OSS has built up a sizable rig at its plant where it can repeatedly test the stowage and deployment of the structure in order to assure the successful deployment of the CarbSar antenna.

The antenna’s deployment mechanism must be as straightforward and reliable as possible, hence this testing method is essential.

Sean Sutcliffe, CEO of OSS, believes that keeping things simple will help to reduce the likelihood of failure.

The antenna will be strong and able to survive the pressures of launch and deployment in orbit according to the company’s stringent testing methods.

Sutcliffe emphasizes the importance of ensuring that the antenna deploys fully and reliably, without the risk of stalling or damaging the satellite.

This requires balancing the antenna’s strain energy to achieve optimal performance without over-stressing the system.

The mesh itself is a remarkable feat of engineering, as is the process used to manufacture it.

The yarn used for the mesh is incredibly fine, almost invisible to the naked eye.

Reels of this specialized yarn are fed into an industrial knitting machine at the OSS factory, which is operated by a former fashion lecturer from Denmark.

Knitting machines are unusual to find at satellite factories. Image source: OSS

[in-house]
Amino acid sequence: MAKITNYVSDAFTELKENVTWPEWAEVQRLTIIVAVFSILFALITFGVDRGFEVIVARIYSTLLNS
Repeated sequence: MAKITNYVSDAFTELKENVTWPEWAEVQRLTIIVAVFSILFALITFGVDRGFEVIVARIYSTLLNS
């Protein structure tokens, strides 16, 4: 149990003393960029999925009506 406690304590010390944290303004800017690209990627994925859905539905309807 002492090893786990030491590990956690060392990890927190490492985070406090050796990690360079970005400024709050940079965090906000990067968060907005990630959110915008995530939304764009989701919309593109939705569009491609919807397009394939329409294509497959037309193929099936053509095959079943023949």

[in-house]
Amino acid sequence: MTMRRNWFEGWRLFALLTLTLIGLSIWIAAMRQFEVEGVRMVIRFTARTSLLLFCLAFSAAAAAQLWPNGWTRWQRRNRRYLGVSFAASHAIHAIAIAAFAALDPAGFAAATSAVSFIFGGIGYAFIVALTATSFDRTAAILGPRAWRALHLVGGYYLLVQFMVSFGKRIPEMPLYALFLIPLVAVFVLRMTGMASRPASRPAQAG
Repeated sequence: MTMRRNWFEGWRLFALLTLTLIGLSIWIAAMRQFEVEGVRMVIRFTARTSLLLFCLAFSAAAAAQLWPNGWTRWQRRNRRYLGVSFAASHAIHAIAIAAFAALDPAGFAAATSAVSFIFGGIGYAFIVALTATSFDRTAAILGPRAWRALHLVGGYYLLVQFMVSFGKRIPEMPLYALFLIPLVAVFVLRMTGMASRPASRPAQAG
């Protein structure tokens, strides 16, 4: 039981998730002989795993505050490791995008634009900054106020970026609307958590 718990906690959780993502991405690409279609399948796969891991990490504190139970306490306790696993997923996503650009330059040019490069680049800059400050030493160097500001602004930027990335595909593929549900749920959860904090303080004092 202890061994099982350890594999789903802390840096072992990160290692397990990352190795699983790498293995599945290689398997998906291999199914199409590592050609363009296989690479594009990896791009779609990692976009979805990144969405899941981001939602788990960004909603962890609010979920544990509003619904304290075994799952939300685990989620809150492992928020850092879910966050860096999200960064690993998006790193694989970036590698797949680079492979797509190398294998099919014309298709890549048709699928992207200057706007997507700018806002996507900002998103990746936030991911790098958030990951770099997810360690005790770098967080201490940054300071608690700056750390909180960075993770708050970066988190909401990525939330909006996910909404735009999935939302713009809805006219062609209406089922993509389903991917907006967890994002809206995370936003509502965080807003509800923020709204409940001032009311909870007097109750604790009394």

The machine knits the yarn into a tightly woven, gold-plated tungsten mesh that is both strong and lightweight.

This innovative manufacturing process allows the mesh to be produced with the precision and consistency required for high-performance aerospace applications.

Achieving precision is crucial for the success of the CarbSar project.

When the mesh is deployed, it must conform to exacting standards to ensure that it forms a parabolic shape with minimal deviation.

OSS’s business development director, Michael Lawrence, explains that the company uses a laser scanner to check the mesh before and after deployment.

The scanner ensures that the mesh conforms to the required shape, with deviations of less than a millimetre.

The UK has been discussing the possibility of launching a network of radar satellites for some time.

The Ministry of Defence has been allocated funding to procure these satellites, with the aim of enhancing national security and defence capabilities.

The success of the CarbSar project could put SSTL and OSS in a strong position to win future contracts for operational spacecraft, further strengthening the UK’s space industry.

The CarbSar satellite’s radar sensing capability has a wide range of potential civil applications in addition to military and defense uses.

The satellite might be used, for instance, to track the volume of flooding or spot signs of subsidence and landslides.

The benefit of employing radar imaging is that it can provide images regardless of the current weather, ensuring that emergency responders and decision-makers have access to a steady stream of data.

SSTL had launched its own radar satellite in 2018, but it is anticipated that the CarbSar variant will be more popular.

Its better resolution, which enables it to identify things less than a metre wide, is one important advantage.

The potential of the CarbSar project is further demonstrated by the level of accuracy and detail that may be particularly useful for both civil and military uses.